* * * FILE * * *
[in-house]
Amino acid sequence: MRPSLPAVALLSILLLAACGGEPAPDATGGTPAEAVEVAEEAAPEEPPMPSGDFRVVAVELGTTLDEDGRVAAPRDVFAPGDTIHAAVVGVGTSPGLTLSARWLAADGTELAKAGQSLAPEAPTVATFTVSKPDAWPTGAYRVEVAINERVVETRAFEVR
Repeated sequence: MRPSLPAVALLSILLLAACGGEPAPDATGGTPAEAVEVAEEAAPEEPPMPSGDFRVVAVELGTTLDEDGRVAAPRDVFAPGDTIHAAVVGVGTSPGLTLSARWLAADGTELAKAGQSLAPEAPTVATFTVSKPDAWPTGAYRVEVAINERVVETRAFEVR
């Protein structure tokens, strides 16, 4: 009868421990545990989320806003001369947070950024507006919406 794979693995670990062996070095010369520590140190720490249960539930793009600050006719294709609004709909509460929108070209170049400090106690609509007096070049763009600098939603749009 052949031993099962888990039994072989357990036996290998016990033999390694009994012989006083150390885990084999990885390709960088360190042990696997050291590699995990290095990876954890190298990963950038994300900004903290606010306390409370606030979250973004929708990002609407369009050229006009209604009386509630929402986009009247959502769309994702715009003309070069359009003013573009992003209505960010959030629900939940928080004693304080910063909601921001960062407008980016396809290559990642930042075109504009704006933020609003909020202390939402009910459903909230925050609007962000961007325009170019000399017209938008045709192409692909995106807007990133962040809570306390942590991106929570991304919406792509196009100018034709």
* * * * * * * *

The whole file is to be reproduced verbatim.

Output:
[in-house]
Amino acid sequence: MRPSLPAVALLSILLLAACGGEPAPDATGGTPAEAVEVAEEAAPEEPPMPSGDFRVVAVELGTTLDEDGRVAAPRDVFAPGDTIHAAVVGVGTSPGLTLSARWLAADGTELAKAGQSLAPEAPTVATFTVSKPDAWPTGAYRVEVAINERVVETRAFEVR
Repeated sequence: MRPSLPAVALLSILLLAACGGEPAPDATGGTPAEAVEVAEEAAPEEPPMPSGDFRVVAVELGTTLDEDGRVAAPRDVFAPGDTIHAAVVGVGTSPGLTLSARWLAADGTELAKAGQSLAPEAPTVATFTVSKPDAWPTGAYRVEVAINERVVETRAFEVR
């Protein structure tokens, strides 16, 4: 009868421990545990989320806003001369947070950024507006919406 794979693995670990062996070095010369520590140190720490249960539930793009600050006719294709609004709909509460929108070209170049400090106690609509007096070049763009600098939603749009 052949031993099962888990039994072989357990036996290998016990033999390694009994012989006083150390885990084999990885390709960088360190042990696997050291590699995990290095990876954890190298990963950038994300900004903290606010306390409370606030979250973004929708990002609407369009050229006009209604009386509630929402986009009247959502769309994702715009003309070069359009003013573009992003209505960010959030629900939940928080004693304080910063909601921001960062407008980016396809290559990642930042075109504009704006933020609003909020202390939402009910459903909230925050609007962000961007325009170019000399017209938008045709192409692909995106807007990133962040809570306390942590991106929570991304919406792509196009100018034709």